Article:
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NewsScottish NewsTeacher struck off for hitting pupil with chisel

Teacher struck off for hitting pupil with chisel

A DESIGN and technology teacher who struck a pupil on the hand with a chisel and slapped another across the head has been removed from the teaching register.

Douglas Tredinnick was working as a supply teacher at St Machar Academy in Aberdeen when the two allegations were made against him, just six days apart.

An investigation was launched after two pupils claimed he had used violent behaviour towards them.

At a hearing of the General Teaching Council for Scotland (GTCS) yesterday (Tue), Janice Duncan, who the acting depute head at the time, told the disciplinary sub-committee that a second year boy had told her Mr Tredinnick struck him on the hand with a chisel during class time.

She said: “I was leaving my office just at the beginning of the morning interval and the pupil was waiting for me outside my room.

“He looked visibly upset so I asked him to tell me what was wrong.

“He said Douglas Tredinnick had just hit him with a chisel.

“The pupil told me he had been standing with a group of classmates chatting, and he had been holding a chisel and that his teacher had come over and hit him over the back of the hand.””

Ms Duncan told the panel that she had inspected the boy’s hand and that it had a red mark “over the knuckles, around the pinkie and the ring finger area”.

She said: “It wasn’t swollen but it was definitely red and stretched back about a third of the way of his hand.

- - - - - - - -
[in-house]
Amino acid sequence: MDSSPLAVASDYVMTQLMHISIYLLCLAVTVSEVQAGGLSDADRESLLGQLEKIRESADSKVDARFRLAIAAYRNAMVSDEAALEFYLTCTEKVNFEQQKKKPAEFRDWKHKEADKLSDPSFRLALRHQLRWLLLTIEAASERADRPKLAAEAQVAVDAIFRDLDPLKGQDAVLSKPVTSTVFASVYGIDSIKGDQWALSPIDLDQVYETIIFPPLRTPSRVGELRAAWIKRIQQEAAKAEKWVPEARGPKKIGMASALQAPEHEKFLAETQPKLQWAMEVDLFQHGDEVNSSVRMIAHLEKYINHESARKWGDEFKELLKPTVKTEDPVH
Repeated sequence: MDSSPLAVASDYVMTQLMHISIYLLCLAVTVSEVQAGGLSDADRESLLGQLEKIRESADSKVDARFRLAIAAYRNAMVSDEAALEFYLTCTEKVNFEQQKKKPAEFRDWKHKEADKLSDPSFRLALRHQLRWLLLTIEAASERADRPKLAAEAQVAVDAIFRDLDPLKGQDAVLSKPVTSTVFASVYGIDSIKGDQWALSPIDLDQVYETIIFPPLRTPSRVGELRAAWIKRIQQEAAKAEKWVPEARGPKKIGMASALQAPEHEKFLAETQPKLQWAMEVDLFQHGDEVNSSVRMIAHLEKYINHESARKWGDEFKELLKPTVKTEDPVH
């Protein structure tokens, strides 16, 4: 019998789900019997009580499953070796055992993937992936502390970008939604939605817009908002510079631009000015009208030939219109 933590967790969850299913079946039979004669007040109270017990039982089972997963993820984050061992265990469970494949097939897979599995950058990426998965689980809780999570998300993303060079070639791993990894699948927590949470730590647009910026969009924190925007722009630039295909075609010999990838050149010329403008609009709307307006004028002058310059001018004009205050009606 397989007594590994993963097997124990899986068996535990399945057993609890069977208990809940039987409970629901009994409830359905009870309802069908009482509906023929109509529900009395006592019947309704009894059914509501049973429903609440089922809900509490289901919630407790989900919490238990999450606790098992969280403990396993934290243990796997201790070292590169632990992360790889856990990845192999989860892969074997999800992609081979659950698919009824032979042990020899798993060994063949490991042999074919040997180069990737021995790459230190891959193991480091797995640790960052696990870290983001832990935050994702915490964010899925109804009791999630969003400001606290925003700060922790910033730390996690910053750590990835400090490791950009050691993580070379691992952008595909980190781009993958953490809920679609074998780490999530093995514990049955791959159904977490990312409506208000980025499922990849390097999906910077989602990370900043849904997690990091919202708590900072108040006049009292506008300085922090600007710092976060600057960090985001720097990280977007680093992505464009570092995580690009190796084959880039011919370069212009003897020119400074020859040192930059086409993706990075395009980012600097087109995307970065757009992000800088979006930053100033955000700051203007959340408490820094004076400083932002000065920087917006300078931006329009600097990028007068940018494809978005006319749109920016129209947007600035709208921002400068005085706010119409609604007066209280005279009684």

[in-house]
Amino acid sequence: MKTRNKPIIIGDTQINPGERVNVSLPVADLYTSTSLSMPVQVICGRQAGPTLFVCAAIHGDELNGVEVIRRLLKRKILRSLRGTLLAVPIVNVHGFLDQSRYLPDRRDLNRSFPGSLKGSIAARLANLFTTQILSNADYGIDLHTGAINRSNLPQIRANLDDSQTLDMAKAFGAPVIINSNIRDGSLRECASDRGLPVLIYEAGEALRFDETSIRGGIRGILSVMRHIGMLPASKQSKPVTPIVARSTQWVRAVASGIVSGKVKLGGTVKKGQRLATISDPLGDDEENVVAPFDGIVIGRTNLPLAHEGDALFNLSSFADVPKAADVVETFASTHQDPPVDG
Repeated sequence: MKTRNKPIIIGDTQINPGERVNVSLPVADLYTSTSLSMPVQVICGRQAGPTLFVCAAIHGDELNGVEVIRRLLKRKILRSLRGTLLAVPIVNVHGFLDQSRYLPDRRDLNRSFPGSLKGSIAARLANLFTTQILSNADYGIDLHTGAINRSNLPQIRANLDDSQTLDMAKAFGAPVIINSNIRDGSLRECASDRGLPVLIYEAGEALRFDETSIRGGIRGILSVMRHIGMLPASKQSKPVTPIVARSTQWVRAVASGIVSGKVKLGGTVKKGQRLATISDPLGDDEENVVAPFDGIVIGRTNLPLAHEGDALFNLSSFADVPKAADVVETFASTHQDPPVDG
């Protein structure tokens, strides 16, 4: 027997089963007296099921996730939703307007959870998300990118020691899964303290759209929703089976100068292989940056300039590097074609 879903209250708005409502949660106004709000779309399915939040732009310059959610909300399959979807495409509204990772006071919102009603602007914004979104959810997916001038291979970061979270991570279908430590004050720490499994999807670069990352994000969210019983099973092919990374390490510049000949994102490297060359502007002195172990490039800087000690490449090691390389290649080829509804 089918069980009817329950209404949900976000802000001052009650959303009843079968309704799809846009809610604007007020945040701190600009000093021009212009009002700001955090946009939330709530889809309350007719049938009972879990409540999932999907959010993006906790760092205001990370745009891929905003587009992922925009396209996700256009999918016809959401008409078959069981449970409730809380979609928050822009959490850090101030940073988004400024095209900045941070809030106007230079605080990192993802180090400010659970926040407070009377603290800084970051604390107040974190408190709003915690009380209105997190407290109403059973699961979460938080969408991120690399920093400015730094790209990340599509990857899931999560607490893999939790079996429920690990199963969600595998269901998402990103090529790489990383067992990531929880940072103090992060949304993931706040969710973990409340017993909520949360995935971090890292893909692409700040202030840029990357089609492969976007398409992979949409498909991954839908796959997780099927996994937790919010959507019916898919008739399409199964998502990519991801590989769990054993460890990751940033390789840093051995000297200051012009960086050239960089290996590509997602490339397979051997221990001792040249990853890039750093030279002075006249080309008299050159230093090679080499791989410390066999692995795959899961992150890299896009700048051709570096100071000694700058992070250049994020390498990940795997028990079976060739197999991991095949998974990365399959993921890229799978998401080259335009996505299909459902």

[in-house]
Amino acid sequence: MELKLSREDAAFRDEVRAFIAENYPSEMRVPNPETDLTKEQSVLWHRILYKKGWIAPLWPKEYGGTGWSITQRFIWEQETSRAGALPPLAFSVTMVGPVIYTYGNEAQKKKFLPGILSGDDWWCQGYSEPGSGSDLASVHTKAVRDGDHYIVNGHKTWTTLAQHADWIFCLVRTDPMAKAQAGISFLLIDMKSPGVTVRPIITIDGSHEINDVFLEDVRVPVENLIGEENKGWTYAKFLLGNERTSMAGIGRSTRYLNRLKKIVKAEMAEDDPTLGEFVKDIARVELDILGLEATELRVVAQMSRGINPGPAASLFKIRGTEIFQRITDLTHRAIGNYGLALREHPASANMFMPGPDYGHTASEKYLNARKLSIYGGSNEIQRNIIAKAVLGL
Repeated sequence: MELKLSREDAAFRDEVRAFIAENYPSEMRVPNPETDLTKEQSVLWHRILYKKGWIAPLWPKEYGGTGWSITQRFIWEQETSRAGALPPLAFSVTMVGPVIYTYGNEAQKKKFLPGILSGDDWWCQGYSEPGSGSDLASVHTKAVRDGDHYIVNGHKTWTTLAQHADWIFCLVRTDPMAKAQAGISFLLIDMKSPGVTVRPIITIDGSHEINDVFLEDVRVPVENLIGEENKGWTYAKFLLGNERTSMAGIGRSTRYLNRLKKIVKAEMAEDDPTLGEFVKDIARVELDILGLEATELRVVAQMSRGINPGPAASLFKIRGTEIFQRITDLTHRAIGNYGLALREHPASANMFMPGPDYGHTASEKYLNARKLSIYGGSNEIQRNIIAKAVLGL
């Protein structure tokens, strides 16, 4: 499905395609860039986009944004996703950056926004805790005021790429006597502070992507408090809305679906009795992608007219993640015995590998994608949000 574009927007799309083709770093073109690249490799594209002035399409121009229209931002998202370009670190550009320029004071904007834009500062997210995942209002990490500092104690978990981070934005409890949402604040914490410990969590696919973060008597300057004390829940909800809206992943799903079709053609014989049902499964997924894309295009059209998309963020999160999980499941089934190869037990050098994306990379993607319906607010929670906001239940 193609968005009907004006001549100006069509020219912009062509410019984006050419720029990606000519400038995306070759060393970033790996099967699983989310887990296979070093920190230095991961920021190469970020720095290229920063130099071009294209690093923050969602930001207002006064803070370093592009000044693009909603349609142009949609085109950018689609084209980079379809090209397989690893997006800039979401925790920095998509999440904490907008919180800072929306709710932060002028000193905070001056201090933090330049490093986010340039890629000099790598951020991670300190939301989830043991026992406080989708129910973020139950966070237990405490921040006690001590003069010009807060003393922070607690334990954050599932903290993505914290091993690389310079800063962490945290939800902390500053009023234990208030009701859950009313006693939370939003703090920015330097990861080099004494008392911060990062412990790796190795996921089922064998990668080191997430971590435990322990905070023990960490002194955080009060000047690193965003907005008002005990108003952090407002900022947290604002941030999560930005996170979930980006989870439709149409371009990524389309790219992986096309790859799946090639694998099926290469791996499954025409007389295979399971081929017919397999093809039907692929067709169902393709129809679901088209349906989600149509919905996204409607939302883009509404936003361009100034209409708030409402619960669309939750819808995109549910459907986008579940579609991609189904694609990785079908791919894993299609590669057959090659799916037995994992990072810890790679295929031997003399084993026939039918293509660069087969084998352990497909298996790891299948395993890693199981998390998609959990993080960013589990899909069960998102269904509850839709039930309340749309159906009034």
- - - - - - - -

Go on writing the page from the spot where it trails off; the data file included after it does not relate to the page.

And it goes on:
“I assured him that he had done the right thing in coming to me – I think he felt he could trust me as I had been his guidance teacher during his first year at the school.”

Michelle Skellern, the school’s principal teacher of guidance, gave evidence about the second alleged incident.

She said: “Two pupils came to me with concerns about Donald Tredinnick, having just come from his class.

“They said they saw Mr Tredinnick hit another pupil on the back of the head and that they had left the room immediately to come and report it.

“They were quite jittery and seemed as though they were in shock.””

A formal investigation then followed, with head teacher Neil Hendry assigned as the investigating officer.

He told the sub-committee that Mr Tredinnick had denied the first allegation, but admitted making “some contact””with a pupil in the second instance.

Mr Hendry said: “He denied the first allegation involving the chisel. He did however accept the second allegation but claimed it was a softer touch.

“He said a slap would have made a noise but that there was no noise.””

A number of pupils from the school gave statements by way of video links.

Each of the five children giving statements had either been directly involved, or had witnessed one of the witnesses.

Both incidents occurred during September 2008.

The GTCS sub-committee found that the facts were proven and that Mr Tredinnick was guilty of relevant misconduct.

Niall McLean, representing the GTCS, said: “Children are entitled to feel safe in their class.

“The respondent breached their trust and any trust the public could have had in him or for the teaching profession.”

Mr Tredinnick, who has since retired, was not represent at the hearing and had not arranged any representation.

Jason Fitzgerald, convener of the disciplinary sub-committee, said: “The sub-committee decided to remove the respondent’s name from the register and that the respondent should be prohibited from applying for restoration to the register for a period of 12 months.”

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